But God's Law doesn't change, even when it's your own pet sin kicking against the goad. "For all have sinned and fall short of the glory of God" was just as true in 1517 as it was when St. Paul wrote it in the first century and it is just as true now. You are a sinner. You deserve to go to hell. You need a Savior. And this doesn't change, simply because you want it to.
Yet, the fact that God doesn't change and his word doesn't change is actually the greatest comfort to us Christians. "All have sinned and fall short of the Glory of God" is still true. Yet so is, "And they are justified by his grace as a gift through the redemption that is in Jesus Christ, whom God put forward as a propitiation by his blood, to be received by faith." (Romans 3:23-25) The angel from Revelation 14 is believed to be Martin Luther. That is why Revelation 14 is our first reading tonight. The angel doesn't proclaim an everchanging gospel. He proclaims to every nation and tribe and language and people an eternal Gospel! A Gospel that is as unchanging as the God who first promised it in the garden before Adam and Eve, when he spoke to the Serpent, "I will put enmity between you and the woman, between your seed and her seed, he shall crush your head, and you shall bruise his heel." (Gen. 3:15)
And because God's Word does not change, God kept this promise, even as he led stubborn and often wayward Israel, as he sent prophets and angels, and finally his own Son, Jesus Christ, who would fulfill his Word by dying on the cross for all sins and rising from the dead, so that we too might live eternally with him.
By God's grace and through faith in Jesus Christ, you will not be judged by the Ten Commandments nor condemned for your sins, neither will you be condemned for failing to live up to the orthodoxy of ever-changing popular opinion. You will be declared righteous by God for the sake of the holy, innocent suffering and death of our Lord Jesus Christ, as will all people of all times and places who put their trust in this promise.
Martin Luther did not start a new Church. He did not discover a new teaching. He revealed the eternal, unchanging Gospel, which has been the hope of all Christians at all times. We are saved by God's grace through faith in Jesus Christ alone without our works, just as Martin Luther was, just as St. Paul was, just as the patriarchs, Abraham, Isaac, and Jacob and even our first parents Adam and Eve were. This truth stands forever!
Now, if God does not change and neither does his word, you might be wondering how you a sinner can be justified by God. To be justified means to be declared innocent of all your sins. It means to be in a right relationship with God. How can that be if you are a sinner according to God's Law, and God's Law does not change?
It is because Jesus made propitiation for you by his blood. To make propitiation means that Jesus took God's anger away from you. This doesn't mean that God stopped caring about sin and now thinks you can do whatever you want. God does not change. So how does Jesus take God's anger away from you? By taking your sins away from you. Jesus, the Alpha and Omega, who is the same yesterday, today, and forever, not only took on our human flesh, but he took all of our sins as well. Jesus did not sin, that is for sure. Our sins are alien to him. Yet, he takes them as his own and suffers the punishment for them. By Jesus' blood, that is, by his passion in both body and soul Jesus satisfied God's righteous wrath against all sin. There exists no sin that has not been drowned in the blood of Jesus. There exists no sinner for whom Jesus did not pay the entire debt of sin.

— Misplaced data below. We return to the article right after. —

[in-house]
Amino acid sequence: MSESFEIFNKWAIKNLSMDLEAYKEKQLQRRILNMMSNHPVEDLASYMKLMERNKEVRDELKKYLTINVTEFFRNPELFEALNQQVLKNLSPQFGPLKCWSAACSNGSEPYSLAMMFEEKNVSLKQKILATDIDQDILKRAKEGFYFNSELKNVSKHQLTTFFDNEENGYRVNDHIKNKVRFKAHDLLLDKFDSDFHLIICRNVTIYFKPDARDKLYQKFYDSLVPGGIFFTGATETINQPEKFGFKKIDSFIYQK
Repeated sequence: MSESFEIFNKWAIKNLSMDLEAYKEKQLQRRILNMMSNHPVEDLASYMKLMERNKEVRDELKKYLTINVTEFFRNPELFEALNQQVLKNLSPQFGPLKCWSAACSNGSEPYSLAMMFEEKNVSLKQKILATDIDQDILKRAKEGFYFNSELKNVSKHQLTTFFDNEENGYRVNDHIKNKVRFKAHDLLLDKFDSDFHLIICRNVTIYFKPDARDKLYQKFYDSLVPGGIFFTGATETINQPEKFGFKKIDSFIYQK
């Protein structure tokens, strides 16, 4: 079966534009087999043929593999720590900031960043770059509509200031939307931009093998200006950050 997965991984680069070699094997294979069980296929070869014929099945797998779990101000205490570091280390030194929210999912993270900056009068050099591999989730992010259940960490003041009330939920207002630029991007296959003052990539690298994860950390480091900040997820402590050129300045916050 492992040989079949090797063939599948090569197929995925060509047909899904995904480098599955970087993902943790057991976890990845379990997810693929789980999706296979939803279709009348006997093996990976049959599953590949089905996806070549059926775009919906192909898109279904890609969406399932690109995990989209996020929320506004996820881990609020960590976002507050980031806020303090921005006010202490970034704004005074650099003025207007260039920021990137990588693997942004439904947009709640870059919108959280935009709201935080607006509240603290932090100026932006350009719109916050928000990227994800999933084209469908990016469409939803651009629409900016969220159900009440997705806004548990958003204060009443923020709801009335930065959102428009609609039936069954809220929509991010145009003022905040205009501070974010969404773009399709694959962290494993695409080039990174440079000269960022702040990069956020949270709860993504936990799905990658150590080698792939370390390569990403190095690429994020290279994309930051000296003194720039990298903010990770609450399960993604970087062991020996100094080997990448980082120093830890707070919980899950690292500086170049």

And this is why we are justified by grace. Jesus has earned your justification and salvation. You cannot earn it yourself. You can only receive it through faith as a free gift. Faith is believing not only that Jesus died and rose, but that God counts this as full payment for your sins, that he forgives you and gives you eternal life for Christ's sake.
The chief article of the Lutheran Reformation is this:
Our churches teach that people cannot be justified by their own strength, merit, or works. People are freely justified for Christ's sake, through faith, when they believe that they are received into favor and that their sins are forgiven for Christ's sake. By His death, Christ made satisfaction for our sins. God counts this faith for righteousness in his sight. Romans 3 and 4. (Augsburg Confession IV)
This is not an opinion that might have been true for the reformers back in the 16th century, but may be different for us now. This truth stands forever. All who repent of their sins and believe that they are forgiven for Christ's sake are truly forgiven and have eternal life. This is why we teach this to our children. This is the eternal Gospel. And for it we will sing praises to our heavenly Father forever, even as he lives and reigns with the Son and the Holy Spirit, one God, now and forever. My dear brothers and sisters in Christ, happy Reformation Day. Amen.